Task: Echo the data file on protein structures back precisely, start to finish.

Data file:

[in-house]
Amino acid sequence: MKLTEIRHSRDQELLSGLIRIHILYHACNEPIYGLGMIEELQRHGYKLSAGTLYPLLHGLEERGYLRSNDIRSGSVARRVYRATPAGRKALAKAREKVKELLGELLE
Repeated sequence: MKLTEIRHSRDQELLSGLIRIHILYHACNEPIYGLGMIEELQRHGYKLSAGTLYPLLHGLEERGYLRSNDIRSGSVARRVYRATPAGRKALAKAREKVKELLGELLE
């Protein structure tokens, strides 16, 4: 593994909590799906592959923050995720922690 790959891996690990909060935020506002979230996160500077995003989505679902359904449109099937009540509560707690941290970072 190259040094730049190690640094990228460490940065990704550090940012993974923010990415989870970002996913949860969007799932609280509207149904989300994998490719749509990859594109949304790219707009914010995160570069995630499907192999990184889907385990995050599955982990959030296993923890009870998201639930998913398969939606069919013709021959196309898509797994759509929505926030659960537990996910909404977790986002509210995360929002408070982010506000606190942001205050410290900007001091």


[in-house]
Amino acid sequence: MKLTEIRHSRDQELLSGLIRIHILYHACNEPIYGLGMIEELQRHGYKLSAGTLYPLLHGLEERGYLRSNDIRSGSVARRVYRATPAGRKALAKAREKVKELLGELLE
Repeated sequence: MKLTEIRHSRDQELLSGLIRIHILYHACNEPIYGLGMIEELQRHGYKLSAGTLYPLLHGLEERGYLRSNDIRSGSVARRVYRATPAGRKALAKAREKVKELLGELLE
């Protein structure tokens, strides 16, 4: 593994909590799906592959923050995720922690 790959891996690990909060935020506002979230996160500077995003989505679902359904449109099937009540509560707690941290970072 190259040094730049190690640094990228460490940065990704550090940012993974923010990415989870970002996913949860969007799932609280509207149904989300994998490719749509990859594109949304790219707009914010995160570069995630499907192999990184889907385990995050599955982990959030296993923890009870998201639930998913398969939606069919013709021959196309898509797994759509929505926030659960537990996910909404977790986002509210995360929002408070982010506000606190942001205050410290900007001091």